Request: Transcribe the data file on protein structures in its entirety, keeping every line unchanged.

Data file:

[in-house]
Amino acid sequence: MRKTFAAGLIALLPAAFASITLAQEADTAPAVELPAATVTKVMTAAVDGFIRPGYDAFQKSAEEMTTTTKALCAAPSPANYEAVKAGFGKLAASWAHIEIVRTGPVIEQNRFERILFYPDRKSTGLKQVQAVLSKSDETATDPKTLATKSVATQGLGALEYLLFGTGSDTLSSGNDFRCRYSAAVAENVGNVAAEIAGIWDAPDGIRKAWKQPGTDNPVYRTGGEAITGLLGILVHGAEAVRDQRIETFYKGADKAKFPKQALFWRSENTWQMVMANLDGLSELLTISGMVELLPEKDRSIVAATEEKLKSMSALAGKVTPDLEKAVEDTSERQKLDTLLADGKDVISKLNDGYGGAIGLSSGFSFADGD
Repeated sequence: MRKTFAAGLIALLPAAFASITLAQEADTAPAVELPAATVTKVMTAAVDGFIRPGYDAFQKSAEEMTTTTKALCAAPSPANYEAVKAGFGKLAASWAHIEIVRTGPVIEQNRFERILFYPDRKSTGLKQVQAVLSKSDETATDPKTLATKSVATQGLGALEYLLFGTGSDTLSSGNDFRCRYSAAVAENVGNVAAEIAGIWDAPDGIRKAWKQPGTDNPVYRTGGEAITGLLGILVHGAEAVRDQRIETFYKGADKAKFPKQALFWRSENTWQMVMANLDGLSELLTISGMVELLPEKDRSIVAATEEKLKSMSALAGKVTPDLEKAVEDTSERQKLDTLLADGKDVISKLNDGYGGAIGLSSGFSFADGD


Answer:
[in-house]
Amino acid sequence: MRKTFAAGLIALLPAAFASITLAQEADTAPAVELPAATVTKVMTAAVDGFIRPGYDAFQKSAEEMTTTTKALCAAPSPANYEAVKAGFGKLAASWAHIEIVRTGPVIEQNRFERILFYPDRKSTGLKQVQAVLSKSDETATDPKTLATKSVATQGLGALEYLLFGTGSDTLSSGNDFRCRYSAAVAENVGNVAAEIAGIWDAPDGIRKAWKQPGTDNPVYRTGGEAITGLLGILVHGAEAVRDQRIETFYKGADKAKFPKQALFWRSENTWQMVMANLDGLSELLTISGMVELLPEKDRSIVAATEEKLKSMSALAGKVTPDLEKAVEDTSERQKLDTLLADGKDVISKLNDGYGGAIGLSSGFSFADGD
Repeated sequence: MRKTFAAGLIALLPAAFASITLAQEADTAPAVELPAATVTKVMTAAVDGFIRPGYDAFQKSAEEMTTTTKALCAAPSPANYEAVKAGFGKLAASWAHIEIVRTGPVIEQNRFERILFYPDRKSTGLKQVQAVLSKSDETATDPKTLATKSVATQGLGALEYLLFGTGSDTLSSGNDFRCRYSAAVAENVGNVAAEIAGIWDAPDGIRKAWKQPGTDNPVYRTGGEAITGLLGILVHGAEAVRDQRIETFYKGADKAKFPKQALFWRSENTWQMVMANLDGLSELLTISGMVELLPEKDRSIVAATEEKLKSMSALAGKVTPDLEKAVEDTSERQKLDTLLADGKDVISKLNDGYGGAIGLSSGFSFADGD